Both of these Schools grew out from the Kenansville Eastern Association. Unfortunately division marked the educational work of the Association almost from the beginning. A difference of opinion grew out of the place for the location, especially after the first change had been made. The Association was at the mercy of factions. Some wished the school to be located at Clinton and others at Faison. A majority voted in favor of Faison, while a strong faction contended for Clinton. An effort was made to have schools in both places and the Association to make equal or pro-rata appropriations to both of the schools, but in the meeting of the Association in Goldsboro it was evident that the majority opposed such a proposition, and as a natural consequence two associations were formed, the churches of Sampson composing the one and the churches of Duplin composing the other.

Mr. J. N. Bennett was elected Principal of the Faison School. Soon it was evident that still more divisions were ahead for the Faison High School. The management was not satisfactory to many of the leaders of the Association, and the differences were so great until Mr. Bennett came out in 1907 and formed an independent school. From the work accomplished it was evident, with a spirit of unity, a much better work could have been accomplished.

For some cause the Union Academy at Clinton was not what it might have been. The beginning of the school was under the direction of Professor Ashford. Professor Ashford was an earnest and good man, but the fact that Clinton was his home, upon the principle taught by our Saviour, "A prophet is not without honor, save in his own country, and in his own house," was verified in his case, and he did not do the good he might otherwise have done. The same was true of his successor, Mr. Boykin. He was also a native of the county in which the school was located and he, too, was a good man¯but he was never able to accomplish so much as he might have accomplished. In the fall of 1897 Mr. Thomas J. Brown, of Winston-Salem, was appointed as the successor of Mr. Boykin. At once the school began to take on new strength and usefulness. At the close of the first year it was evident that the right man had been agreed upon, the people became united, the number of pupils in the school increased, and everything looked promising for a bright future for Union Academy.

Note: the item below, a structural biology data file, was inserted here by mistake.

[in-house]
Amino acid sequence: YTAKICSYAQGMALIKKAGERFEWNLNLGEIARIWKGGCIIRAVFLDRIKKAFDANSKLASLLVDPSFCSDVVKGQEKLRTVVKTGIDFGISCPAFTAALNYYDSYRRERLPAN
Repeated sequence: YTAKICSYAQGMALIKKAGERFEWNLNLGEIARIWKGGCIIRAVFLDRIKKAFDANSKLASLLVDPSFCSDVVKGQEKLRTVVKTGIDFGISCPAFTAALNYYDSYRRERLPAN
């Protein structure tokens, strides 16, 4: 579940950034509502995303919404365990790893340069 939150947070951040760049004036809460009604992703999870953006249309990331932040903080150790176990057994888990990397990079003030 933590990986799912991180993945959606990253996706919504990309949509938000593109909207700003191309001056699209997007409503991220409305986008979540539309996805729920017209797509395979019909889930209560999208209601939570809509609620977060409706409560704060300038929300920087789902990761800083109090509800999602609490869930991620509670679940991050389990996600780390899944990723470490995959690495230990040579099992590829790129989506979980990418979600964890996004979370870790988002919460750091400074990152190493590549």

This school was established by the New Bern Eastern Association, one of the largest Associations in point of numbers in the State. There were many divisions in the ranks of the New Bern Eastern Association, which gave many setbacks to the school project. The fact that the New Bern Industrial and Collegiate Institute was located just across the Trent River in New Bern and directed and controlled by an able and energetic young man, Rev. Weeks, stood in the way of the progress of the Atlantic and North Carolina Institute. Mr. Q. C. Mial, an old and experienced teacher from Johnston County, was elected as the first Principal. In the short time Mr. Mial was in charge of the school his work bore evidence of his splendid experience, but he soon grew tired of teaching and resigned. Since that time until 1908 the progress of the school was slow. Some of the old leaders of the Association have since died, and it is hoped that the new and more advanced leaders will see their way clear to unite with the New Bern and Collegiate or strengthen the work on the other side of the Trent, as such a work is so much needed in that section of North Carolina.


The Western Union Academy is located a mile from the town of Rutherfordton and is the property of several of the Western Associations. Two commodious buildings have been erected on the grounds and every section of that country was represented in the school.

Rev. Mr. Hobson, at that time living at Shelby, N. C., was foremost in establishing the school, in fact erected the first building. Afterward Rev. W. T. Askew, of Eastern North Carolina, who came to the school from Rich Square Academy, was proficient in this kind of service, was the first Principal, and under his leadership the school leaped into prominence and usefulness. Rev. Askew held this place for three years. Rev. R. B. Watts was elected to succeed Rev. Askew. Rev. Watts was experienced in teaching, having given many years to public school teaching and had experience in higher school work. Before leaving North Carolina Rev. Watts had quite a hold on the churches and associations of the Western Piedmont section, having edited a paper in that section for several years, which gave him a decided advantage in the school work, and a broad foundation having been laid by Rev. Askew he had but to move forward with the work of the Western Union Academy, which he did, and in a few years the school was on a firm footing.

The Educational Convention in forming a confederation of these secondary Baptist schools felt at that time that there were too many of them, but the associations caught the educational fever which was so prevalent especially in the administration of Governor Chas. B. Aycock, but it was afterward found that all of them did much good in bringing the Baptists to the front. They caused an interest in the associations which they would never have manifested. Hence, after all, the secondary Baptist schools were a great blessing to the cause of the denomination.


This school is the property of the Mountain and Catawba Association and was established at Claremont, N. C., 1904. Rev. W. S. Dacons was elected the first Principal. There were six acres of land in the tract and one building in 1908, the land and building valued at three thousand dollars. In the four years between its organization and 1908 the number of persons in attendance had increased to one hundred and twenty-five. A school of such a character was of such vast importance its success was assured from the beginning. The Principal was a man of energy, enterprise and push, and with but four years everything gave promise of a splendid work in the education of teachers and preachers so much in demand in that section.

18 Dec 2002 :: 14 Nov 2008